Family Docs Squeezed by Narrow Networks

The American Academy of Family Physicians in a recent article has complained about the “Arbitrary Elimination’ of Physicians From Insurers’ Networks.” http://www.aafp.org/news/practice-professional-issues/20140729narrownets.html#embeddedforumform

I Commented:
Narrow networks are just the latest insurance subterfuge.  No matter what CMS does the insurance companies will always be ahead of them in the gaming of the system.   When will the AAFP get wise and endorse single payer medicine?

Dr.George Barron Replied:
To see this problem as an insurance subterfuge and in the same breath ask the AAFP to endorse a single payer system betrays a thorough misunderstanding of the current problem as well as the proposed solution. I think every physician who believes in the utopian notion of a single payer system either spend a year working in the VA system or a week as a patient in the VA system

Thank You:
Thanks, Dr. Barron, for responding to my comment on the AAFP denouncing the “Arbitrary Elimination of Physicians from Insurers’ Networks.” I am sorry that you have had such poor experiences as a physician and patient with the Veteran Administration.   Obviously you were not in the Rand Corporation study of the VA medical system which stated that “Based on 294 health indicators in 15 categories of care, they found that overall, VA patients were more likely than patients in the national sample to receive recommended care. In particular, the VA patients received significantly better care for depression, diabetes, hyperlipidemia, and hypertension. The VA also performed consistently better across the spectrum of care, including screening, diagnosis, treatment, and follow-up. The only exception to the pattern of better care in VA facilities was care for acute conditions, for which the two samples were similar.”  http://www.rand.org/pubs/research_briefs/RB9100/index1.html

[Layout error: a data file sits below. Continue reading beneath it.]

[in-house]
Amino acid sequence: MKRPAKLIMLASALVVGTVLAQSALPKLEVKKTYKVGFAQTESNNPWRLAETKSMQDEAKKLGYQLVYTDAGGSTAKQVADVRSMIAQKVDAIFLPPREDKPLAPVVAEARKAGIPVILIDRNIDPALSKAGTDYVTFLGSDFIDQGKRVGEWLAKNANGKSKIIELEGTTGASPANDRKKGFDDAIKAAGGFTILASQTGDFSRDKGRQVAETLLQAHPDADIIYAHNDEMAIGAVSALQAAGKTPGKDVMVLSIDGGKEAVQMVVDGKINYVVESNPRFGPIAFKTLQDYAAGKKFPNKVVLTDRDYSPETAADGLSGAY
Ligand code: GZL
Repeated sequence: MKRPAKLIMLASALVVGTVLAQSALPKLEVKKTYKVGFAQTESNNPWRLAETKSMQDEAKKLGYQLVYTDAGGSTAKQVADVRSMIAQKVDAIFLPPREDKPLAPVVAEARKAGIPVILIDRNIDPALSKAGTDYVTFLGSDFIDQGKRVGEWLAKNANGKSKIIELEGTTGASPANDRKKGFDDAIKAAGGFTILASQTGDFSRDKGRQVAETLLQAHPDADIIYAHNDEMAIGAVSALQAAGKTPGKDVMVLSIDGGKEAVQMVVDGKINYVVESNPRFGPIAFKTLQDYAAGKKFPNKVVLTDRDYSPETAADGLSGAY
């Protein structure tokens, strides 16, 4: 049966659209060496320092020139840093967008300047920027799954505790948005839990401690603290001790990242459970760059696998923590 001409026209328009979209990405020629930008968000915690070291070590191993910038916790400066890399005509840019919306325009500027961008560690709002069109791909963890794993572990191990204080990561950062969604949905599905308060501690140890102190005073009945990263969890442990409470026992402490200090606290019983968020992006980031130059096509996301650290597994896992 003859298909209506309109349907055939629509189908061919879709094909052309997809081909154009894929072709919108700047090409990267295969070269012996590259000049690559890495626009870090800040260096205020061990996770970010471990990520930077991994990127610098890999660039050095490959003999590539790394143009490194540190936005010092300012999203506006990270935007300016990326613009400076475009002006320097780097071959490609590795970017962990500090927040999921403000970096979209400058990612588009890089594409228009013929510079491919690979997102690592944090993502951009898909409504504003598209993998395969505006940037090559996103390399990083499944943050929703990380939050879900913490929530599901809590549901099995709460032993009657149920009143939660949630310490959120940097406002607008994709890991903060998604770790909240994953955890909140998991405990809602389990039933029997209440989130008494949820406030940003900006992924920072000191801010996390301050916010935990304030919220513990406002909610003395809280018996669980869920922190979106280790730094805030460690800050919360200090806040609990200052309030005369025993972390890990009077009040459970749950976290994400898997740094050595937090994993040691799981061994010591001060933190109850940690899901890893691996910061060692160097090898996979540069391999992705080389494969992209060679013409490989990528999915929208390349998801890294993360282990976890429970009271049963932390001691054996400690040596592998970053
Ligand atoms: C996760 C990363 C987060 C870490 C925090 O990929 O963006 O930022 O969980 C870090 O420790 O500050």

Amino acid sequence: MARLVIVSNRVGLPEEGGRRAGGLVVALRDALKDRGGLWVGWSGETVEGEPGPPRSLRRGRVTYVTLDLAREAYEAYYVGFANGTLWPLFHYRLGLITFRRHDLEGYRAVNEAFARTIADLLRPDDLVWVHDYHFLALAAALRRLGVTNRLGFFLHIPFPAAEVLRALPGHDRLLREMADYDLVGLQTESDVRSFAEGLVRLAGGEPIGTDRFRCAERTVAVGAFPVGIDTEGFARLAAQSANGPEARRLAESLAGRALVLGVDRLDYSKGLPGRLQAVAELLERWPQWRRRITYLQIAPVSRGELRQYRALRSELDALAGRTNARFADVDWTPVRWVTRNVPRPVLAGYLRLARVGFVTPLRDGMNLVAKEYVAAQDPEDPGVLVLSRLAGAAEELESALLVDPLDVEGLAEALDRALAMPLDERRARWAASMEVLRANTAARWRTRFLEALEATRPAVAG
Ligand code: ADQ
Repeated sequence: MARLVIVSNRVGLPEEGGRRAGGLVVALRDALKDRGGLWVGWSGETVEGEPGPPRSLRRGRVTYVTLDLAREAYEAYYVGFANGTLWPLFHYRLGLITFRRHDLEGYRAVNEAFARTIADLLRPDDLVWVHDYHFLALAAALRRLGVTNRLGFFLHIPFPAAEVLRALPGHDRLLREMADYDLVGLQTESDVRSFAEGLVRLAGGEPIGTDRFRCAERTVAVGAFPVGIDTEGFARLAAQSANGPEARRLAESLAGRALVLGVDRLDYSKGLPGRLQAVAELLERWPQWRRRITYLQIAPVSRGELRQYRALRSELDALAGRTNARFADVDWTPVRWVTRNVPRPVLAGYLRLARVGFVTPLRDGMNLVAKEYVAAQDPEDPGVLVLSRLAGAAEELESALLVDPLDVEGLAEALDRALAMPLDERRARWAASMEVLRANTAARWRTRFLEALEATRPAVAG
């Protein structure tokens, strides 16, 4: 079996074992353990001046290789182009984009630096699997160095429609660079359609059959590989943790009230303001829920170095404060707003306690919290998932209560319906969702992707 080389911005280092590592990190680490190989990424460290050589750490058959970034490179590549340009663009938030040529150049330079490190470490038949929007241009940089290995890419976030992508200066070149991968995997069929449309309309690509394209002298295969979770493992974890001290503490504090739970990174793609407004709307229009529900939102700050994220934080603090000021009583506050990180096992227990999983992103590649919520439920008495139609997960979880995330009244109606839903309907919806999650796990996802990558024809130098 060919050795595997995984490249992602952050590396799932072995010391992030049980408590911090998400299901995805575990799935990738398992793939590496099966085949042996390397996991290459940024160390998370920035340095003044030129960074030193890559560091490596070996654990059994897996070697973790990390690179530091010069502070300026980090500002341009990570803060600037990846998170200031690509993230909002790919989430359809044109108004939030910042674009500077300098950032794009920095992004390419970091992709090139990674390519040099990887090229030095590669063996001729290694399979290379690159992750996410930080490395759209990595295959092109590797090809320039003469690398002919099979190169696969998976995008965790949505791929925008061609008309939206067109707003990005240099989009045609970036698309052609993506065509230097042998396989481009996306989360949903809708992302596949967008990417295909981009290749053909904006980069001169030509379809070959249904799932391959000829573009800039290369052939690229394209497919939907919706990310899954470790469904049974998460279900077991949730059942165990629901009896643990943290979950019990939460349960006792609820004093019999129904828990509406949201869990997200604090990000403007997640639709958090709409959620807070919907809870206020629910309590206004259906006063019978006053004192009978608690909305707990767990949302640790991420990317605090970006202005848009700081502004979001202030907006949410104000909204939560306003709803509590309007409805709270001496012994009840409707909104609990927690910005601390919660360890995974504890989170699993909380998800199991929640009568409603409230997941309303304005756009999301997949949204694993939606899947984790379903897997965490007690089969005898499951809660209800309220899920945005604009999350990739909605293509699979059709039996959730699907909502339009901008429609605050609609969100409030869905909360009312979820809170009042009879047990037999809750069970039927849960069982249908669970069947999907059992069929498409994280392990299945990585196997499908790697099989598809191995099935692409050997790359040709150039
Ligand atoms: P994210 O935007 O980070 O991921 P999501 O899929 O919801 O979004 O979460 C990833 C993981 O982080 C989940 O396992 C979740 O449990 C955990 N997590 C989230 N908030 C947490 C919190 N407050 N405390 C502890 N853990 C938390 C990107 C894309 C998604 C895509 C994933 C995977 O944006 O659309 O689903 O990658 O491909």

I think we can both agree that government run programs (like the Air Force, the CIA, the Federal Reserve System, Medicare, etc.) all leave room for improvement. And I assume that your dislike for these agencies will tempt you to forego any Medicare limitations and rely on your own personal finances and private insurance for your future health care.  However, some of us are not satisfied that, with our insurance-based medical system, the U.S. pays almost twice as much as any other industrialized country and yet ranks 11th in health care quality. And the first 10 countries have some form of single payer medicine. And, like the AAFP, we are not satisfied that health insurance companies are eliminating primary care physicians from plan networks across the country.

U.S. Healthcare Overall Rating

We describe single-payer medicine as improved Medicare for all. The ‘improved” part of this is important. No one believes it will not take a lot of work.  In addition to system changes we need to insure that the program is appropriately funded and relative immune from political micro-management. And we should start now.  I assume you would not be interested in joining me and the 19,000 other members of  Physicians for a National Health Program.

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